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I think I see the problem

Clearly, your head is up your ass or you don’t know how to use Google.

JS Online welcomes the NRA but details some differences of opinion:

What we do have a hard time buying is that military-style, semiautomatic weapons are essential to the right to hunt. Yet in backing a federal ban on such weapons, we find ourselves accused of trying to outlaw all guns. These rapid-fire weapons are a favorite of organized gangs and mass killers and a peril to law officers. So as we see it, the NRA’s successful lobbying to lift that ban aids the bad guys.

Sorry, sparky, but semi-automatic weapons banned by the assault weapons ban were not military-style. It was a ban on weapons that looked like military-style weapons. And, of course, it has nothing to do with hunting. And I’d like to see a stat on the statement that These rapid-fire weapons are a favorite of organized gangs and mass killers and a peril to law officers because the last I checked, these weapons were used in significantly less than 1% of crimes.

You may wish to take some time to learn about an issue instead of just repeating the anti-gun lobby’s talking points.

Ditto for NRA’s opposition to closing the gun-show loophole in the Brady Law, which requires licensed gun dealers to check with the FBI the background of buyers to ensure that they aren’t felons or otherwise ineligible to own firearms. The rule does not apply to unlicensed dealers, who proliferate at gun shows, which, according to the U.S. Bureau of Alcohol, Tobacco, Firearms and Explosives, thugs and gangsters do frequent. So do suspected suppliers of foreign terrorists, court documents suggest.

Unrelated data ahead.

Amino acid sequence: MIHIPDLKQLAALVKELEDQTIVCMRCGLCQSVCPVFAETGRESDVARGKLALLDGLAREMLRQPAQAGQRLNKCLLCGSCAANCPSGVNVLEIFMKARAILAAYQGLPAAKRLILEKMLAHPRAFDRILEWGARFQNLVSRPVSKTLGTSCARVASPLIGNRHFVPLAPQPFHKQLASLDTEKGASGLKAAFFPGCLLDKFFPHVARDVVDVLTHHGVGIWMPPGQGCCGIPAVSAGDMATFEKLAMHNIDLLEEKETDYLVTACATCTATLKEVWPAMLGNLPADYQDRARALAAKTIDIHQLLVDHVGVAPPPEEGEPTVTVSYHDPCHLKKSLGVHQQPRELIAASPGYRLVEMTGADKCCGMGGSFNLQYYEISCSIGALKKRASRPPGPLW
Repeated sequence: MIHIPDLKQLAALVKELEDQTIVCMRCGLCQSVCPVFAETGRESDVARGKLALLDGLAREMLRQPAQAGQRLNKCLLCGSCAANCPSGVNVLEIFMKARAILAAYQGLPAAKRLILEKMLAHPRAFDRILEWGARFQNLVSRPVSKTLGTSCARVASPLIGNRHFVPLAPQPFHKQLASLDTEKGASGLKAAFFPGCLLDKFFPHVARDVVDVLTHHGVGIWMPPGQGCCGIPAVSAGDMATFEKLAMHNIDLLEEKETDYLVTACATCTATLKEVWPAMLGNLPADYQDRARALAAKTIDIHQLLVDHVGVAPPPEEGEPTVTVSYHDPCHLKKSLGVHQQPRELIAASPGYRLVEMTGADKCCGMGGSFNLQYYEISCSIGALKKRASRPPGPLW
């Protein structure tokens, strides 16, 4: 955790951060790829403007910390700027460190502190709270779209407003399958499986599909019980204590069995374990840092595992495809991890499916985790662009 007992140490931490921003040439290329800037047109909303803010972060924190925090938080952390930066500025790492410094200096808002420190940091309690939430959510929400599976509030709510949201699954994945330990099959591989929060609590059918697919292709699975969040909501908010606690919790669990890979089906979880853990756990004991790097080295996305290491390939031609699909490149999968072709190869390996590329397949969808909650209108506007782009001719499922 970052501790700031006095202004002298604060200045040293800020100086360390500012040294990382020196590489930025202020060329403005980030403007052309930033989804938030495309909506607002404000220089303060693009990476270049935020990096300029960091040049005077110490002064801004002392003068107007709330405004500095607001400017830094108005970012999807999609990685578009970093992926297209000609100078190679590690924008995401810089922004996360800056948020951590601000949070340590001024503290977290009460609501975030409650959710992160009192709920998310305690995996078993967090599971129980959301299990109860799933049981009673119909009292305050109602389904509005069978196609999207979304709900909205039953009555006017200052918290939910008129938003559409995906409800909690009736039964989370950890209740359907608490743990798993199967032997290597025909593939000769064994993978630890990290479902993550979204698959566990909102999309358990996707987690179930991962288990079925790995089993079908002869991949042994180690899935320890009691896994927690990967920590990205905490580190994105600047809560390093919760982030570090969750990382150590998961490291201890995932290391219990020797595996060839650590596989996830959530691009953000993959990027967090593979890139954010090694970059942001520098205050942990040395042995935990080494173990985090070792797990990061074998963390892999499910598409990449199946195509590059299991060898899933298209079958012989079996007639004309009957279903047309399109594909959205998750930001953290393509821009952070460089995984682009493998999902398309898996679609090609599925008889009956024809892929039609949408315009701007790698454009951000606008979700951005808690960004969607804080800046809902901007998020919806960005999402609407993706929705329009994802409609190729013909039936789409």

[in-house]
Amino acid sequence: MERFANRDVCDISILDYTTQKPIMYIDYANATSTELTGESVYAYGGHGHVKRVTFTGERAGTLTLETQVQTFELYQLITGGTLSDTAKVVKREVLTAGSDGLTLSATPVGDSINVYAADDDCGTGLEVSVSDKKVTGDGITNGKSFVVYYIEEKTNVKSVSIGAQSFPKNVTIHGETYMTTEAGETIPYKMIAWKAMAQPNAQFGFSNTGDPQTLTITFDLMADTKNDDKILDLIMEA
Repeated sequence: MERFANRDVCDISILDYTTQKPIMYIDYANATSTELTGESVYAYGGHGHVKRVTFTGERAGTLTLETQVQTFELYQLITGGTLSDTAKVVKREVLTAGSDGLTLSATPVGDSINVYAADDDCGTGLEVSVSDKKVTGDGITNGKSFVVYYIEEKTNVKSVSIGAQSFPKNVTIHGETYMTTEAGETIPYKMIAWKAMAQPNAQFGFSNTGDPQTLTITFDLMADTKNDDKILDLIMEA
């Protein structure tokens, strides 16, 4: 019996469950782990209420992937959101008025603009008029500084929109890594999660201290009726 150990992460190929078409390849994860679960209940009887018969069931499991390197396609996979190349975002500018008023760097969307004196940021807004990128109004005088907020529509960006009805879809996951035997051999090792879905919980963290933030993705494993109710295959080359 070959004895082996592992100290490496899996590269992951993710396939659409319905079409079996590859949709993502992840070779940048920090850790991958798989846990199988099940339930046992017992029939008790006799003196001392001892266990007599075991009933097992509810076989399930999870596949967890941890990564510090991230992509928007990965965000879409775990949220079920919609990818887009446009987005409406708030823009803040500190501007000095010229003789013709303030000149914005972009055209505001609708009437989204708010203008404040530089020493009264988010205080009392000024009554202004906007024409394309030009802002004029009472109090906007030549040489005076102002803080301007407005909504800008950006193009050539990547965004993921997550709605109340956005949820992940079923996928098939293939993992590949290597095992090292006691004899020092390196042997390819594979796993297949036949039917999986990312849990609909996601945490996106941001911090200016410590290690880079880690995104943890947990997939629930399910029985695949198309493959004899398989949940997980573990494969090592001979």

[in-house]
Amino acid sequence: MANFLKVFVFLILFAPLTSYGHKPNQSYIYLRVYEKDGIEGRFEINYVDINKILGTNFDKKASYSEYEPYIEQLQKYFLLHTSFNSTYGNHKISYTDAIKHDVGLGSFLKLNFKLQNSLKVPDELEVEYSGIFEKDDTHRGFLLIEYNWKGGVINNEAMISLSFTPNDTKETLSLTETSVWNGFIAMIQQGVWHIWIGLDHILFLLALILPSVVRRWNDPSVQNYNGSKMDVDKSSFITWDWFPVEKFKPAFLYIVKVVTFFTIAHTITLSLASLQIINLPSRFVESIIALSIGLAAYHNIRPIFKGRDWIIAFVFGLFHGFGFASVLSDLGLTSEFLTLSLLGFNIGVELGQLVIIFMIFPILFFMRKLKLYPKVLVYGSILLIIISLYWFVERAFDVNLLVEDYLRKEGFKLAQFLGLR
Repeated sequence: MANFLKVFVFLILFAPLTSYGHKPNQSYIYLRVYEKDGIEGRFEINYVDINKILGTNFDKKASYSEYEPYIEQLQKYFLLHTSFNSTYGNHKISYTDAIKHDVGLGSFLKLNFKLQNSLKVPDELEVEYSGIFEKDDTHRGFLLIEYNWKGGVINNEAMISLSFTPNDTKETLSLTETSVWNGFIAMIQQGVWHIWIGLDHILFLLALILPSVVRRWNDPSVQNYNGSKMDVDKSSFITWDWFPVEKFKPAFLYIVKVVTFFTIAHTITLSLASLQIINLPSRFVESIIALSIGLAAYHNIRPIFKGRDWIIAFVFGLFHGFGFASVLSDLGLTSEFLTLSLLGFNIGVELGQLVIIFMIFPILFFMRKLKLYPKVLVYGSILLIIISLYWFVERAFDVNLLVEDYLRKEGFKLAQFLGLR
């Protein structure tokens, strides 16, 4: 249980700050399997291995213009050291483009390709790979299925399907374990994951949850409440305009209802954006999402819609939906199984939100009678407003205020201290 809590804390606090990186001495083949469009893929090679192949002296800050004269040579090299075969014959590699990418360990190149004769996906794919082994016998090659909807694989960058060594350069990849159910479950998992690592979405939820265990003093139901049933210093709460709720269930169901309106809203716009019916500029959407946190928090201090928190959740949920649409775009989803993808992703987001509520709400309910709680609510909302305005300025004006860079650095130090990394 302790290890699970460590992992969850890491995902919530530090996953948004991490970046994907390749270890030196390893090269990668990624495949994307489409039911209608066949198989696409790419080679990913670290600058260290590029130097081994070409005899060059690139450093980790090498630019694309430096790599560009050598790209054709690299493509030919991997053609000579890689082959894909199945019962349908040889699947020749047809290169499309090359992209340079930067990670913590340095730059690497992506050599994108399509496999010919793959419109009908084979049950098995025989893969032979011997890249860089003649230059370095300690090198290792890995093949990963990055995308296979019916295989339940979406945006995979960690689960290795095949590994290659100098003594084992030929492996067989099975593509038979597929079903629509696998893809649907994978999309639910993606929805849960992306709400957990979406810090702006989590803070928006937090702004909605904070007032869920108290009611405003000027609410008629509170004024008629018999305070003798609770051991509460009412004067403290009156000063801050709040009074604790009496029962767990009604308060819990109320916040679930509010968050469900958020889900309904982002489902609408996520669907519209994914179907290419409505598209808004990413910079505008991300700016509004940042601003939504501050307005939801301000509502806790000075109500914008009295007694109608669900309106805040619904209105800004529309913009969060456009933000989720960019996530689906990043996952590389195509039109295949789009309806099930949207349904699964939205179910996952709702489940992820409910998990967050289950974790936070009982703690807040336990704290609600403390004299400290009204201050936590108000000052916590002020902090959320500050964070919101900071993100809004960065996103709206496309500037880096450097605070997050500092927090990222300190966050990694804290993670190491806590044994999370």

Say it with me: there is no gun show loophole. Sales at gun shows are subject to the same rules as sales elsewhere. Unlicensed dealers that exist are illegal. You are no doubt referring to the private transfer provisions, or as I like to call it, engaging in lawful commerce.

The NRA has campaigned – successfully, overall – to have each state enact a law permitting the carrying of concealed weapons. Wisconsin has been a holdout, however.

I don’t see the problem and Wisconsin will have it, mark my words.

We actually agree with the NRA that the law might do some good, by allowing license-holders to defend themselves. But we also note that such laws have done some ill elsewhere, leading to unjustified shootings or to harm to license-holders trying to thwart crime. In our judgment, the threat of the bad is greater than the promise of the good.

Then let’s see a cite for that because nothing I’ve read about CCW (and I’ve read a lot) indicates that trend. In fact, it tends to have little impact on crime either way.

One Response to “I think I see the problem”

  1. robert Says:

    JS: Gird up your loins and drive your ox and haul your ass over to the gun blogs. I’m talking about your assault rifle enlightenment over there.

Remember, I do this to entertain me, not you.

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